MEDIA RELEASE: Consensus to grant driving privileges to undocumented immigrants in North Carolina

Republicans and Democrats agree on the right to drive but with varying degrees of accessibility

RALEIGH (April 11, 2013) — We Are NC, a coalition of organizations throughout the state, strongly supports access to driving privileges for all qualified North Carolinians, regardless of immigration status.  Driver’s licenses are a top priority for the safety of both immigrant communities and our state as a whole, and we have long worked to make this a reality.

We are encouraged to witness the widespread bipartisan support for such privileges, as evidenced by the three separate bills that have been introduced in the legislature: HB 915, Road Safety Through Drivers License Access, introduced today by Rep. Susan Fisher; HB 786, RECLAIM NC Act, filed by Rep. Harry Warren on Wednesday; and SB 622, Drivers Licenses for ITIN Holders, filed by Sen. Floyd McKissick, Jr. earlier this month.

"There's no doubt that it's good public policy to have all of our drivers tested and insured," said Rep. Fisher of Buncombe County, one of the primary co-sponsors of HB 915. "Law enforcement shouldn't be wasting its time on license checkpoints that force immigrant families to hunker down and hide from their communities instead of being welcomed to participate in it.”

However, as a coalition of immigrant and advocacy organizations, We Are NC is deeply concerned about the Arizona-style racial profiling aspects and other punitive provisions put forth in the RECLAIM NC bill.

“This legislation puts communities between a rock and a hard place,” said Angeline Echeverria, Executive Director of El Pueblo in Raleigh. “Communities should not have to choose between basic needs and giving up civil rights.”

It is critical that immigrants, their friends, families and allies are involved in discussions that greatly impact their day-to-day lives. In the coming weeks we will host community dialogues across our state to discuss the different bills in the general assembly to gauge their support and concerns about each proposal.

We have deep concerns about the RECLAIM NC bill, including provisions that would enact Arizona-style racial profiling. The bill would:

  • Require undocumented immigrants to register with the state within a short two-month window or potentially face harassment, fines, arrest and forfeiture of property;
  • Deny access to bail to undocumented immigrants jailed for certain crimes, including traffic violations, until they are seen by a judge;
  • Seize and sell at public auction all people’s cars who are accused of driving with lapsed insurance or without a license; and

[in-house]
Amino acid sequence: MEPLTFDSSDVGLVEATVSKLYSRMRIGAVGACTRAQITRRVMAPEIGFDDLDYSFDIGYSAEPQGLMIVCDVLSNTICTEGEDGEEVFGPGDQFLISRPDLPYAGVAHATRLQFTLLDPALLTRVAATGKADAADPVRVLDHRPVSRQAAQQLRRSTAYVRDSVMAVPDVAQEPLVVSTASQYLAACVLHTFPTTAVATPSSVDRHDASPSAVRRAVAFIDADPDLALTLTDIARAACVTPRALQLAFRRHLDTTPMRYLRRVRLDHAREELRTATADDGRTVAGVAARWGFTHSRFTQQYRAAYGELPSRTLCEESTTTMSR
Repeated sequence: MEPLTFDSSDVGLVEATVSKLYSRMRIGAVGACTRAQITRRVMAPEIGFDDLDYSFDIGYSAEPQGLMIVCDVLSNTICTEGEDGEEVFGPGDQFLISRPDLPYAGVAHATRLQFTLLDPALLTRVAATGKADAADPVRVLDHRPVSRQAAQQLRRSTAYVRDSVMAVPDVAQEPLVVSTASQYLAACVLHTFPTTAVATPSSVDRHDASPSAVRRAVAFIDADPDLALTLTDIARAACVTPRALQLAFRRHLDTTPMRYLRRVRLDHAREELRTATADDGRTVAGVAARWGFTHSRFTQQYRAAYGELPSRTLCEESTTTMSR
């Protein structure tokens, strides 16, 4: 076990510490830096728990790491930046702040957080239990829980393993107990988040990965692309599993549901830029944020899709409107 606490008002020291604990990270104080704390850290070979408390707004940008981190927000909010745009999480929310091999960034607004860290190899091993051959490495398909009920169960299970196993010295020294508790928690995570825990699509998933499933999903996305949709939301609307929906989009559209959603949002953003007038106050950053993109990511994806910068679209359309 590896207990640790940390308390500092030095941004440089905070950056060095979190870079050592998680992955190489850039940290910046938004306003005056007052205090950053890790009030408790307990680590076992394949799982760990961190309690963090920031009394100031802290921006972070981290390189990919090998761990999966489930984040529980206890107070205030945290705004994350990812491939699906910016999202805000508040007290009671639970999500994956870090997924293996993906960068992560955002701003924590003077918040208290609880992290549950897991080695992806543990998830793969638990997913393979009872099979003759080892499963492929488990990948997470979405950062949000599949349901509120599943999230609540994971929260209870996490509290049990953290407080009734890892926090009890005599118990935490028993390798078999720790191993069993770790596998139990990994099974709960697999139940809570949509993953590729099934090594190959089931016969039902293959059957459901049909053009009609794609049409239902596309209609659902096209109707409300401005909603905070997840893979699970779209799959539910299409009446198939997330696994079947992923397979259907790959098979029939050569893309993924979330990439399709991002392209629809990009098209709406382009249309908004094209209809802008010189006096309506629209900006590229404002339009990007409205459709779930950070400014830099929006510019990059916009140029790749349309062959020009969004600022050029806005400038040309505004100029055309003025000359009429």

• Elevate some misdemeanors to felonies for all North Carolinians.

These changes will affect us all, particularly low-income residents of our state.

Additionally, we are concerned that a large proportion of people who should qualify for driving privileges will be excluded from getting the permit. Many potential drivers will be unable to prove their residency or provide acceptable identification because certain consular documents will not be recognized. There will also be many people who are excluded because they have been charged with minor offenses.

Luckily, we have some viable alternatives to this regressive bill that better reflect North Carolina values of fairness, inclusiveness and good hospitality:

  • HB 915, Road Safety Through Drivers License Access, will provide driver’s licenses ensuring that everyone on our roads is licensed and will bring in needed revenue for our state without the punitive measures included in the RECLAIM NC bill, and
  • SB 622, Drivers Licenses for ITIN Holders, would allow otherwise qualified drivers who have an Individual Taxpayer Identification Number to get a driver’s license.

These bills are more in line with the national shift on immigration to one of conciliation and fairness. We hope that federal immigration rules will soon be aligned to realistically and democratically address the work and family needs of all of us. Many states are seeing the wisdom in investing in long term success by providing in-state tuition, financial aid and driving privileges to all qualified applicants, regardless of immigration status.

We hope North Carolina follows suit and prepares for a more inclusive future by pursuing less divisive policies.

We Are NC is an alliance of organizations and individuals working to shift the debate on immigration in our state. We believe in the contributions of all communities, including immigrants and refugees, who have worked hard to make NC what it is today.

FOR MORE INFORMATION, CONTACT: Angeline Echeverria, Executive Director, El Pueblo (Raleigh), 334-467-6751, or Armando Bellmas, Director of Communications, Latin American Coalition (Charlotte), 704-531-3932,